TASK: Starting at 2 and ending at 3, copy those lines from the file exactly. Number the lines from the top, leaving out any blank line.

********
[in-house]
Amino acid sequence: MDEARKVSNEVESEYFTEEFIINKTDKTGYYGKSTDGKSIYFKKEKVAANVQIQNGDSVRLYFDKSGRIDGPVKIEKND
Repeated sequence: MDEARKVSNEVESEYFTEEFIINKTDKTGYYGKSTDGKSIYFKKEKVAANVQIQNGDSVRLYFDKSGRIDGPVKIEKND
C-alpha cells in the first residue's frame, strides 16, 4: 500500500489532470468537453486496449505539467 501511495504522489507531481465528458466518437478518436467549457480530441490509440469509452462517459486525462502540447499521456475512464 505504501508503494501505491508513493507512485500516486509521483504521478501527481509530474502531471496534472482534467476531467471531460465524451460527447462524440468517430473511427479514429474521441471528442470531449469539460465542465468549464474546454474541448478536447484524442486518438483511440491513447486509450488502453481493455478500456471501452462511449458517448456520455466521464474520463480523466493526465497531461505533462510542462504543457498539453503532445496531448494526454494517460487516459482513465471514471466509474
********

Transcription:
Amino acid sequence: MDEARKVSNEVESEYFTEEFIINKTDKTGYYGKSTDGKSIYFKKEKVAANVQIQNGDSVRLYFDKSGRIDGPVKIEKND
Repeated sequence: MDEARKVSNEVESEYFTEEFIINKTDKTGYYGKSTDGKSIYFKKEKVAANVQIQNGDSVRLYFDKSGRIDGPVKIEKND